LAFAYETTE — Small-satellite manufacturer and mission services provider Blue Canyon Technologies LLC, has promoted chief technical officer Stephen Steg to CEO.
Steg succeeds George Stafford, who will remain in an advisory capacity, the company said in a press release.
Blue Canyon is a subsidiary of Raytheon Technologies Corp. (NYSE: RTX), which acquired the company in December.
Steg is a co-founder of Blue Canyon and served as chief technical officer — overseeing spacecraft and component designs — since the company was founded in 2008.
“Steve Steg brings the ideal combination of leadership, experience and vision as the new Blue Canyon CEO for this next chapter in the evolution and growth of the company,” Roy Azevedo, president, Raytheon Intelligence & Space, said in a statement. “His expertise in the business of small-satellite systems and technologies will be invaluable to the broad range of solutions we offer to support our customer’s space missions.”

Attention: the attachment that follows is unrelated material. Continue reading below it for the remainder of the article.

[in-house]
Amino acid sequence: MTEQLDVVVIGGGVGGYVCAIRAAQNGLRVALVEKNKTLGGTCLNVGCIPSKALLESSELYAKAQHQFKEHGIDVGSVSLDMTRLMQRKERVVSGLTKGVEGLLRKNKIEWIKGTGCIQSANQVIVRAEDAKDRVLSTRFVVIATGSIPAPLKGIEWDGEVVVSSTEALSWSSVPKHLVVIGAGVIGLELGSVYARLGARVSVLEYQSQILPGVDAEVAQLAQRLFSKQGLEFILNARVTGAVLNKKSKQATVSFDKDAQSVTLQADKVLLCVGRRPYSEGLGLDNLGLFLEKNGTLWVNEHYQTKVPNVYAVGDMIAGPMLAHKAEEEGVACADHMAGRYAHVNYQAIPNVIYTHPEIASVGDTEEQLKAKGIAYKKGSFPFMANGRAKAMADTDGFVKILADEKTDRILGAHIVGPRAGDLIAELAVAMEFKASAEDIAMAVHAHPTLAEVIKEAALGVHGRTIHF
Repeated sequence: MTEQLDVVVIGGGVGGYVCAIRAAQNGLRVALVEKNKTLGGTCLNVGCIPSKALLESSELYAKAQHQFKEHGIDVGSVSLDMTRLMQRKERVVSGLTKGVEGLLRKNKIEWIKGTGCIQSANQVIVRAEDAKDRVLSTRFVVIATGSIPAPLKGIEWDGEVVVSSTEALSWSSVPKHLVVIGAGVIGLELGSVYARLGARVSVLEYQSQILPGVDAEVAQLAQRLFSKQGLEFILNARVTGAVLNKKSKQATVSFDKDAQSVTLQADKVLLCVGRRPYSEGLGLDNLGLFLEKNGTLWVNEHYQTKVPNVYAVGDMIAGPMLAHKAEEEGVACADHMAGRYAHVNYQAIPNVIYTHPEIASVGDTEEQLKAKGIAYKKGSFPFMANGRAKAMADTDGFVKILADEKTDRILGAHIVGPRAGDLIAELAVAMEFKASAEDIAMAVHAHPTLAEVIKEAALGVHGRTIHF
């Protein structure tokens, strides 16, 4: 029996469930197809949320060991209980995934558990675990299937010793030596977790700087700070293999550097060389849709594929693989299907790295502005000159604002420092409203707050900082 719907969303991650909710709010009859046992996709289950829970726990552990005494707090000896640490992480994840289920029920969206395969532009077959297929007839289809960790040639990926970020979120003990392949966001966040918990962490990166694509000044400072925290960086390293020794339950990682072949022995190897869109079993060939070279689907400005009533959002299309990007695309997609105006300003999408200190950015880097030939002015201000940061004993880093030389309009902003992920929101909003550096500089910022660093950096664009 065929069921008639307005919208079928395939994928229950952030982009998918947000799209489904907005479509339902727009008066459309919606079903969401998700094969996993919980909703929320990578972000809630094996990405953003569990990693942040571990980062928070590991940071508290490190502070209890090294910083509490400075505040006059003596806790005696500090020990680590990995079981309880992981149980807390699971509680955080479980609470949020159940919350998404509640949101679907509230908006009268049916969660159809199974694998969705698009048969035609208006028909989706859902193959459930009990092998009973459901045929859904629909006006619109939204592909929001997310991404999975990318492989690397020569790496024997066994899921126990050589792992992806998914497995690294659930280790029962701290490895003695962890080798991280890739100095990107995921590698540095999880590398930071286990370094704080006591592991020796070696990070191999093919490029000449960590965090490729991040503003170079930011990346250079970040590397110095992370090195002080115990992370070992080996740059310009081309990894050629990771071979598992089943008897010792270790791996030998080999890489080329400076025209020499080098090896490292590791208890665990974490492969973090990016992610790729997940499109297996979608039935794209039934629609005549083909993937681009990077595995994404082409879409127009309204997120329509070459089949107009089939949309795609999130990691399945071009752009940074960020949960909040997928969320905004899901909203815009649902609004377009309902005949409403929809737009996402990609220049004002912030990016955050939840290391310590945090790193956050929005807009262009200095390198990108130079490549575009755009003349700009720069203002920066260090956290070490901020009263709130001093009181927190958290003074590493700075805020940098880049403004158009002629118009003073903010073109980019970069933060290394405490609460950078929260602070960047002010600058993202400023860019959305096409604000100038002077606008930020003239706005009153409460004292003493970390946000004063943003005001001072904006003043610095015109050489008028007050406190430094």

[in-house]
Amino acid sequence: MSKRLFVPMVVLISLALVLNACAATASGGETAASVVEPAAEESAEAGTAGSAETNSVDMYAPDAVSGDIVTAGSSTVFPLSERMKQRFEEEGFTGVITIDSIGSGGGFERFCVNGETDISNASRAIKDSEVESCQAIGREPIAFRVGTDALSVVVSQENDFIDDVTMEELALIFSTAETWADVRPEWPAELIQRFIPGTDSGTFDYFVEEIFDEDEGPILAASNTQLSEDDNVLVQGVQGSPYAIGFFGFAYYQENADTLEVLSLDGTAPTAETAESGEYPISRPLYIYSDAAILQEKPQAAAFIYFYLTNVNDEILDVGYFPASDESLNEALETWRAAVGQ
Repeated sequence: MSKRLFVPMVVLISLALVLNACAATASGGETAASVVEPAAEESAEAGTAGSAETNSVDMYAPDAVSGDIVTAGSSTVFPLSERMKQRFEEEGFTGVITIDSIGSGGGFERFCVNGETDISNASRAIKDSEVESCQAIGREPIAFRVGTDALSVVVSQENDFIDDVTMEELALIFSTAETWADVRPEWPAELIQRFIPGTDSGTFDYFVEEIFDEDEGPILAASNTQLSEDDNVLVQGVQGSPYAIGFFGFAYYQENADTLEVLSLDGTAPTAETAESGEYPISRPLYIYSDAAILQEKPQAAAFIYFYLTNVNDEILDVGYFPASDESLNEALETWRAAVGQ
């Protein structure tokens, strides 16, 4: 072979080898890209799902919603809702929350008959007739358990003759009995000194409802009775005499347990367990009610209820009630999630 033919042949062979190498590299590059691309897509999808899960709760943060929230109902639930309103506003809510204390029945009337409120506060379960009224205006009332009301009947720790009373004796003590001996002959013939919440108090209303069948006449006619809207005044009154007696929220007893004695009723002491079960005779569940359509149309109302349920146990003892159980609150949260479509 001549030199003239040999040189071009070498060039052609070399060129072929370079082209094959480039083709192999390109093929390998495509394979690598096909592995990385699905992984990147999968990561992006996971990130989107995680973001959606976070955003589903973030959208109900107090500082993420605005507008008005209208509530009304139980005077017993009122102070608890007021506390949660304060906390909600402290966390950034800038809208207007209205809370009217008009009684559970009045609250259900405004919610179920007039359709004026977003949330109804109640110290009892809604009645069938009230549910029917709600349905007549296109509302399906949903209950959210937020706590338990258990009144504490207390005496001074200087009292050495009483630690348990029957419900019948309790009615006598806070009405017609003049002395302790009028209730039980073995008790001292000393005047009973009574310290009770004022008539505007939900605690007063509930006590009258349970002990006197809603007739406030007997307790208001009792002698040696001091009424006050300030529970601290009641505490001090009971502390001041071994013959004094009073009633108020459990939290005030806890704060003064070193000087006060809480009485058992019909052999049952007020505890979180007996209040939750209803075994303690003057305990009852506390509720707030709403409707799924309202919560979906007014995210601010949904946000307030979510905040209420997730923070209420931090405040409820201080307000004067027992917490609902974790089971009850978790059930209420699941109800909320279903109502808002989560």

Among other management moves:
• Matt Magaña will continue to serve as Blue Canyon Technologies president after his appointment to the position upon completion of the acquisition by Raytheon.
• Matthew Beckner, Blue Canyon’s chief operating officer and co-founder, has stepped into an advisory position for continuous improvement, with Steve Schneider assuming the role of COO. Schneider previously served as executive director of Manufacturing, Test and Components.
• Matt Baumgart assumed Steg’s previous position of chief technical officer after his promotion from executive director, Research & Development.
“Blue Canyon is primed for growth and marketplace opportunity in the small-satellite systems sector of the new space economy,” Steg said in a statement. “With a strong senior management team at my side and the resources, synergies and talents provided to us by the backing of Raytheon Technologies, I look forward to guiding Blue Canyon into its next phase as an industry leader during these exciting and competitive times for the business.”
Prior to co-founding Blue Canyon, Steg spent 18 years at the Laboratory for Space Physics at the University of Colorado, where he provided mechanical design and analysis for optical instruments and space mechanisms on NASA programs.